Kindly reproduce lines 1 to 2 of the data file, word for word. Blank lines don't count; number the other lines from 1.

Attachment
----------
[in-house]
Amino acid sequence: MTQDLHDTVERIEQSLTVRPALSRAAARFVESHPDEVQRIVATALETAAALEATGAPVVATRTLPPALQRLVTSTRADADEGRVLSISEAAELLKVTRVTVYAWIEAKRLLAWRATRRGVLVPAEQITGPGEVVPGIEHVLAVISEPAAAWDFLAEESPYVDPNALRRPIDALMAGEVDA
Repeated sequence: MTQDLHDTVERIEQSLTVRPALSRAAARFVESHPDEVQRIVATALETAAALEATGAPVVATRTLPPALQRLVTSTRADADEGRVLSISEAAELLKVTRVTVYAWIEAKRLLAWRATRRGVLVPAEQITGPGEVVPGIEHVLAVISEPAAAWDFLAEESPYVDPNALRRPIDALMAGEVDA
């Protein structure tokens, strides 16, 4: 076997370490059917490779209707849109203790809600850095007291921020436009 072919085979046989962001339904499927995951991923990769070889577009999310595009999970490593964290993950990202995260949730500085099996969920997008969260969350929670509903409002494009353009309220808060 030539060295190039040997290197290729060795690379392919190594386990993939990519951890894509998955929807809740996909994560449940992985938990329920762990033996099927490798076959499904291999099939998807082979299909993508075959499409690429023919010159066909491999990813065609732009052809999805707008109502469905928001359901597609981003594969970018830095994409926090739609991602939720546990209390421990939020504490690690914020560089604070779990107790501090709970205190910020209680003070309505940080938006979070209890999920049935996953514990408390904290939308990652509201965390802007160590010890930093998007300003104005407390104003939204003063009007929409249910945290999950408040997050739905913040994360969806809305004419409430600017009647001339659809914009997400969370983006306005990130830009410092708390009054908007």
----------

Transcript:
[in-house]
Amino acid sequence: MTQDLHDTVERIEQSLTVRPALSRAAARFVESHPDEVQRIVATALETAAALEATGAPVVATRTLPPALQRLVTSTRADADEGRVLSISEAAELLKVTRVTVYAWIEAKRLLAWRATRRGVLVPAEQITGPGEVVPGIEHVLAVISEPAAAWDFLAEESPYVDPNALRRPIDALMAGEVDA